We walk a few kilometers along winding residential roads with flowering shrubs, trees and cozy houses, and soon we are down by the lake. This is years and a few lock downs since I last was here, and I’m completely overwhelmed by the thoughts of all the fun and strenuous experiences that have piled up over the years. It is cold and windy. The weather is very changeable and the rain showers violent. Still, we meet people who are out and about. Soon it is pouring down with hail and heavy rain, and we hurry to shelter under some large oak trees. Another awesome moment where nature sets the agenda ⛈️😊
The villages around the Bridge of Fur offer beautiful country roads, wilderness trails, ancient monuments, idylls, a dozen lakes, many with fish. All in the most beautiful nature. At the bridge, the river flows briskly under towering pine trees.
The Bridge of Fur has a very special history that I love. The story should not be compared to the horrendous aggression on Ukraine.
The Bridge over Lyckebyån is a historic place. Here was the national border between Sweden and Denmark in 980-1658. In ancient times, the bridge was an important meeting place for people in the border areas.
“For over 600 years, the inhabitants lived at a national border, which they perceived as a penalty of sin. But no boundary marking could wipe out their community. Though at every outbreak of war, they were transformed into each other’s enemies. ” Vilhelm Moberg
Hence the peasants’ peace agreements: The parishioners of Fridlevstad in the south, and Vissefjärda in the north had promised each other not to follow their masters across the border, and not to go against each other by force or fire.
We are walking, climbing and running down the mountainside and suddenly the lake is there. Indescribably beautiful. We are silent for a moment. The moment must be kept, never forgotten. Mountain lakes are wondrous. A reflection of sky and mountain. A raven watch every step we take. The only sound is the cry of the bird while it is moving uneasily on a branch. Life is here and now.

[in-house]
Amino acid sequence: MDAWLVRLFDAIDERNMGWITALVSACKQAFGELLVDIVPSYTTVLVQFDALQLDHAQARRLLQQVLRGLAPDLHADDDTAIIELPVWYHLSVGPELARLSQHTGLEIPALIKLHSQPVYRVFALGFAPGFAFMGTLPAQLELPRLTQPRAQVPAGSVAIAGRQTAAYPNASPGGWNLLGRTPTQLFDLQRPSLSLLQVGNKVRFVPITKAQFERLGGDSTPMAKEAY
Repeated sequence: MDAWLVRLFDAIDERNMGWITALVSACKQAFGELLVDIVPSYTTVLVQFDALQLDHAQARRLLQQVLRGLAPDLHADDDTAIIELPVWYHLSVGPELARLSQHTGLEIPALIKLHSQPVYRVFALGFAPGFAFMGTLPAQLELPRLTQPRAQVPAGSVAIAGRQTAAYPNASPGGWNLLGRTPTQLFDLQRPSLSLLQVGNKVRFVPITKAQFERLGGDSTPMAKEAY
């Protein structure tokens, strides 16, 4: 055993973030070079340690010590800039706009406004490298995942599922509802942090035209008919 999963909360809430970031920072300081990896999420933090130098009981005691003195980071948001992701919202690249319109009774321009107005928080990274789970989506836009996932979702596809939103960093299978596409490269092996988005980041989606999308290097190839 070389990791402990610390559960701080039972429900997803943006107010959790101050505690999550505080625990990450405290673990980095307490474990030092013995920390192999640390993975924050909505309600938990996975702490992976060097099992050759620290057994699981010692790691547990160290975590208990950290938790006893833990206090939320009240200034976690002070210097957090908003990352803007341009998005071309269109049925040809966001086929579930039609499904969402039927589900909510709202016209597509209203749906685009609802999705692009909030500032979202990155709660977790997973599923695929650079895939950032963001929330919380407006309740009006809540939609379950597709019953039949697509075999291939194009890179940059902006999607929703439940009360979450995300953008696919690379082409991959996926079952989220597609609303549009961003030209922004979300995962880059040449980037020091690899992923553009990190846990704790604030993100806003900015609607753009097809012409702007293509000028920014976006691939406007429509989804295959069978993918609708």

Outlet at Lake Tahoe by the German-American painter, Albert Bierstadt
The Head of a Scotch Lake by the British painter, Alfred de Breanski
Mountain Scene by the German-American painter, Albert Bierstadt
In the Mountains by the German-American painter, Albert Bierstadt
The weather is cold as we enter a dark and almost eerie forest. Hesitantly, the snow begins to fall. Floating, fluttering snowflakes fall on trees, and moss. As if the snow doesn’t know the meaning of it. Hours later, when I look over my shoulder on our way out of the forest I know the purpose. The forest has turned into a bright living adventure. A homage to nature.
Danish painter Anders Andersen-Lundby, En vinterskov 1882
Danish painter Anders Andersen-Lundby, Winter Evening 1886.
Hanna Greenwood, An Enchanted Winter Day 2021
“There is nothing in the world so quiet as snow, when it softly falls through the air, muffles your steps, lulls, lulls gently the voices which speak too loudly.”1
Danish painter Peder Mørk Mønsted, Wood in Snow
1 The danish author Helge Rode wrote the poem in 1886, There is nothing in the world as quiet as snow
He gallantly stepped aside to let me pass on a narrow forest path. He told me later with a big grin that he was trying to avoid the spider webs.
If I walked in front of him, the road would be paved – so to speak. Unfortunately, I wasn’t tall enough 🤣
Your bog buddy has to be taller than you. ‘Beth from About Life and Hiking in Cumbria’ gives excellent advices how to avoid the biggest pitfalls, literally. Beth Pipe’s humor is contagious.
“You will require a “bog buddy”. A “bog buddy” is some poor sap who is conned into walking ahead of you, thus identifying the routes not to take. NOTE: for a “bog buddy” to be truly effective they need to be taller than the deepest sections of the bog.” 1.Survival tips for the bog bound
‘Lakeland Walking Tales’ introduces four books about walking. 2.Four Great Books About Lakeland Or Walking Among them is Beth Pipe’s book: ‘Gin, Cake & Rucksacks’. About a fun tour of the Lakeland distillery with Karen Guttridge, a Facebook friend.
Have fun walking. Watch out for yourself and each other. Watch out for Shelob and do not enter bogs in ‘Stealth Mode’.